Nearly half (48%) of employers offer a consumer-driven health plan (CDHP) — which is one of only proven ways to keep rising health costs at bay — yet just 7% of firms offer this plan as their only option. Here’s how to change that. 

The key to making the eventual move to a CDHP-only workplace is in the transition. So says Deb Dominianni, the vice president of strategy for Pinnacle Care, a health service company.

Because the transition is a difficult one for employers and employees alike, here are some Dominianni’s suggestions to make the process as painless as possible:

1. Ease their confusion

Even the most traditional health options can be confusing. So a CDHP that requires employees to make regular, educated decisions can be overwhelming. Because CDHPs shift both costs and responsibility onto workers, the move can cause plenty of negative feelins — and even hurt worker productivity and engagement.

So HR pros must be able to guide workers through the ins and outs of the process and show workers how the plan can benefit both them (decreased premium costs) and the company as a whole.

2. Offer expert help

HR pros shouldn’t have to shoulder the transition to a CDHP on their own. Healthcare brokers are a great resource to help answer workers’ questions and alleviate any unfounded concerns.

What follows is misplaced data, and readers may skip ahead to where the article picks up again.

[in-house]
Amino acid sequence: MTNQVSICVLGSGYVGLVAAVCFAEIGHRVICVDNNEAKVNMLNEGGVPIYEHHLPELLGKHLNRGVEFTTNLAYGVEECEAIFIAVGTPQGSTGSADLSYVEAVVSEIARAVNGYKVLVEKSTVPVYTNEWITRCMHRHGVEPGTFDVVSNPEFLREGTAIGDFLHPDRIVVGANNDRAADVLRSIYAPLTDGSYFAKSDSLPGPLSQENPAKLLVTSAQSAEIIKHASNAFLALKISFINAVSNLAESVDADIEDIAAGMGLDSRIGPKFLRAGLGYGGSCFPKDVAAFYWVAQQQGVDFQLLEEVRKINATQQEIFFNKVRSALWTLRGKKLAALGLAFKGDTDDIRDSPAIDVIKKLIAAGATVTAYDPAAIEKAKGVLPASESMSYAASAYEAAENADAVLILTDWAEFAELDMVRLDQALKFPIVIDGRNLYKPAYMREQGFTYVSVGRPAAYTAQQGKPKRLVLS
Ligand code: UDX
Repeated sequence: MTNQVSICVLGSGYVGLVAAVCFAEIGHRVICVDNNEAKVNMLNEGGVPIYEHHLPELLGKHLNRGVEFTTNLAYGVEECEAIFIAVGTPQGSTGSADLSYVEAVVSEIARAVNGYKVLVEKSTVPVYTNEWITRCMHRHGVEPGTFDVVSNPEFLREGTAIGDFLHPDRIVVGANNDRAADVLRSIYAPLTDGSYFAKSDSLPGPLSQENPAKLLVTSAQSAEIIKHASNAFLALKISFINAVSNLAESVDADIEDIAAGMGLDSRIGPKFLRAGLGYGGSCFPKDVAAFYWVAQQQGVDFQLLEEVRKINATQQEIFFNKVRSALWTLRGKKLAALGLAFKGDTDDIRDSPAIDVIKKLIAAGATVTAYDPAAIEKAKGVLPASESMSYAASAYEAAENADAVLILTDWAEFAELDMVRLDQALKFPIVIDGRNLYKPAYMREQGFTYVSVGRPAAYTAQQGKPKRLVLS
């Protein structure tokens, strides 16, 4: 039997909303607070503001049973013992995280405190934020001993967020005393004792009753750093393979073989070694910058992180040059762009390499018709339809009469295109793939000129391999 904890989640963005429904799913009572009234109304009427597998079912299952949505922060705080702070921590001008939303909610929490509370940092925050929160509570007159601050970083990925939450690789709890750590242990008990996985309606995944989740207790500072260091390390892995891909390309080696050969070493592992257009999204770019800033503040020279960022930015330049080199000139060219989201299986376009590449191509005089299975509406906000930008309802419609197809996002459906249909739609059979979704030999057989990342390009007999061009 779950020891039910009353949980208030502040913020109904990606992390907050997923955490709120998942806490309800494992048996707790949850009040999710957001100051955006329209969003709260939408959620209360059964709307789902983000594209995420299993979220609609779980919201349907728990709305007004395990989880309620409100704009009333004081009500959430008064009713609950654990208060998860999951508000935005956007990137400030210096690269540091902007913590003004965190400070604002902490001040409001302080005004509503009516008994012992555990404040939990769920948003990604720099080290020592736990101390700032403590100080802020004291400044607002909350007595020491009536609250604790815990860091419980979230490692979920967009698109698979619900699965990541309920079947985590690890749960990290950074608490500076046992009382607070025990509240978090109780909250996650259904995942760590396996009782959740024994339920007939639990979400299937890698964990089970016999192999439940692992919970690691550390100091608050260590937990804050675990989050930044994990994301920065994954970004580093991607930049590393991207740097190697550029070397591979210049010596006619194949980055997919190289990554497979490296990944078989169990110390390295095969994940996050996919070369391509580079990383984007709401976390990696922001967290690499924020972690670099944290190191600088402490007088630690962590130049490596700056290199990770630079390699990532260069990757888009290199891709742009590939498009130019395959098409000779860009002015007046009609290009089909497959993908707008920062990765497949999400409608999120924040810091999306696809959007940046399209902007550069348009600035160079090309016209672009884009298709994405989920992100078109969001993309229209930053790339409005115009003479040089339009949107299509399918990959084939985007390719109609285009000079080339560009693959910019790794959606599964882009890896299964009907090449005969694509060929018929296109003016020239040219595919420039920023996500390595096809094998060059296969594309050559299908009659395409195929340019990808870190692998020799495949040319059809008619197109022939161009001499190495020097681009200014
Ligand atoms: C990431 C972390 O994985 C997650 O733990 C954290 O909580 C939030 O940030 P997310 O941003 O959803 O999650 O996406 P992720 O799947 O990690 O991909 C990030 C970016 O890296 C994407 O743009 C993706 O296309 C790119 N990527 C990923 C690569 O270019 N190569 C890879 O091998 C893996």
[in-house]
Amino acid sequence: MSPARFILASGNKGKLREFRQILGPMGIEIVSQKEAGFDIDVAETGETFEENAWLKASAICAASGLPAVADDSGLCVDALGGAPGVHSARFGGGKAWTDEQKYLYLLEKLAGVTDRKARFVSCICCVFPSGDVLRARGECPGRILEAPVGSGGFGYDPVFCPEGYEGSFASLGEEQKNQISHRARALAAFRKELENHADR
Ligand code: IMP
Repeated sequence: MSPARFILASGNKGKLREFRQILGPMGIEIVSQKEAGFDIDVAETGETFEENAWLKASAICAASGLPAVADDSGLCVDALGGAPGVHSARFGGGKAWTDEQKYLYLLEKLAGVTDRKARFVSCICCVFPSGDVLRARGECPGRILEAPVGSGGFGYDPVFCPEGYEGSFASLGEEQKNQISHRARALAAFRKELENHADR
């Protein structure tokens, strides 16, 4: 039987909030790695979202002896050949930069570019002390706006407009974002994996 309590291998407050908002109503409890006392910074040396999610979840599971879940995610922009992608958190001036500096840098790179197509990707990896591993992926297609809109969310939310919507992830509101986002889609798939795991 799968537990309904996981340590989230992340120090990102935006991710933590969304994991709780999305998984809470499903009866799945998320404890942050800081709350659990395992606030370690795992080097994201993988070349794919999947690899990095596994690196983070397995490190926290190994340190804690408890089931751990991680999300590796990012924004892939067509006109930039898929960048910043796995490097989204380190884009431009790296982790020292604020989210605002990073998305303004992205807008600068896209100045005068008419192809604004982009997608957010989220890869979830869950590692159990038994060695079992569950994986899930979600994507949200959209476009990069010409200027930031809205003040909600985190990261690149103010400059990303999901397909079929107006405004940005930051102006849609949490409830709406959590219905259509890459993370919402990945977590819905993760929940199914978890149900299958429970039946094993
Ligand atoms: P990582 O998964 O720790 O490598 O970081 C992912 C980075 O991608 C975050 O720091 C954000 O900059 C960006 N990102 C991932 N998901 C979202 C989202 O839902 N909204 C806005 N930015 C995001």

Another option: Health advisory services. These services can provide workers with one point of contact for access to expert resources and second opinions. When it comes to high-cost medical claims, these contacts encourage better, more-educated decisions, which in turn leads to lower costs, absences, etc.

3. Make it personal

One of the most effective ways to speed up the CDHP-transition process is to tailor it to your specific worker groups. How? By offering education that’s tailored to specific worker groups. Example: One company held separate CDHP education meetings for families, domestic partners and single employees, so each group could focus more closely on their unique concerns.

Another option: Use real-life examples or hypothetical “personas.” Jennifer Benz, founder of Benz Communications, says creating personas – or “people-like-me” scenarios – that show how the plan will apply to various employee groups makes it easier for employees to understand how CDHPs will impact them.

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